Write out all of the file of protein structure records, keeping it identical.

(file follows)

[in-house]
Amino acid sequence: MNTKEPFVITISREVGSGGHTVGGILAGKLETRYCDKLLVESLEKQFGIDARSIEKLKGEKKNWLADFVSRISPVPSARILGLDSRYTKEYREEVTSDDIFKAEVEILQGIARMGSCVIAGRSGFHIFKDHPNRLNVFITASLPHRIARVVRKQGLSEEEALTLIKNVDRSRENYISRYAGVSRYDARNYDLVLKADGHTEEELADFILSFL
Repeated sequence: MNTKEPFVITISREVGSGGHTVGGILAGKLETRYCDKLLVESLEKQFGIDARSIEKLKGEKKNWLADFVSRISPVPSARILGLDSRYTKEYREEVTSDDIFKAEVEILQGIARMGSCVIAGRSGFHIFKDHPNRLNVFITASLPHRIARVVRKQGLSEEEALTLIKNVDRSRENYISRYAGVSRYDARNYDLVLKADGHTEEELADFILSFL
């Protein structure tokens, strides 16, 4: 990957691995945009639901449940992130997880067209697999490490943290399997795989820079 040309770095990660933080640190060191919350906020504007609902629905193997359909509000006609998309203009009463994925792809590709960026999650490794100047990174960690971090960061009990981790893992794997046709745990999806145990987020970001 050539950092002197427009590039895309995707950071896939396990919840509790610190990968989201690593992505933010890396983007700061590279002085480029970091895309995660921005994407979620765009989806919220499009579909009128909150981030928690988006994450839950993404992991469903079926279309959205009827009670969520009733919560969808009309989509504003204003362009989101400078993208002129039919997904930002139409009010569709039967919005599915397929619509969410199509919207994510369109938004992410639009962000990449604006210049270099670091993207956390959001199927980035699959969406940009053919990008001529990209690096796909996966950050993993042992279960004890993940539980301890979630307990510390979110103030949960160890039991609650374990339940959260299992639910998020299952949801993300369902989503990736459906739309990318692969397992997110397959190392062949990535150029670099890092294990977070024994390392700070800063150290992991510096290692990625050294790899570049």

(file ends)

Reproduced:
[in-house]
Amino acid sequence: MNTKEPFVITISREVGSGGHTVGGILAGKLETRYCDKLLVESLEKQFGIDARSIEKLKGEKKNWLADFVSRISPVPSARILGLDSRYTKEYREEVTSDDIFKAEVEILQGIARMGSCVIAGRSGFHIFKDHPNRLNVFITASLPHRIARVVRKQGLSEEEALTLIKNVDRSRENYISRYAGVSRYDARNYDLVLKADGHTEEELADFILSFL
Repeated sequence: MNTKEPFVITISREVGSGGHTVGGILAGKLETRYCDKLLVESLEKQFGIDARSIEKLKGEKKNWLADFVSRISPVPSARILGLDSRYTKEYREEVTSDDIFKAEVEILQGIARMGSCVIAGRSGFHIFKDHPNRLNVFITASLPHRIARVVRKQGLSEEEALTLIKNVDRSRENYISRYAGVSRYDARNYDLVLKADGHTEEELADFILSFL
């Protein structure tokens, strides 16, 4: 990957691995945009639901449940992130997880067209697999490490943290399997795989820079 040309770095990660933080640190060191919350906020504007609902629905193997359909509000006609998309203009009463994925792809590709960026999650490794100047990174960690971090960061009990981790893992794997046709745990999806145990987020970001 050539950092002197427009590039895309995707950071896939396990919840509790610190990968989201690593992505933010890396983007700061590279002085480029970091895309995660921005994407979620765009989806919220499009579909009128909150981030928690988006994450839950993404992991469903079926279309959205009827009670969520009733919560969808009309989509504003204003362009989101400078993208002129039919997904930002139409009010569709039967919005599915397929619509969410199509919207994510369109938004992410639009962000990449604006210049270099670091993207956390959001199927980035699959969406940009053919990008001529990209690096796909996966950050993993042992279960004890993940539980301890979630307990510390979110103030949960160890039991609650374990339940959260299992639910998020299952949801993300369902989503990736459906739309990318692969397992997110397959190392062949990535150029670099890092294990977070024994390392700070800063150290992991510096290692990625050294790899570049």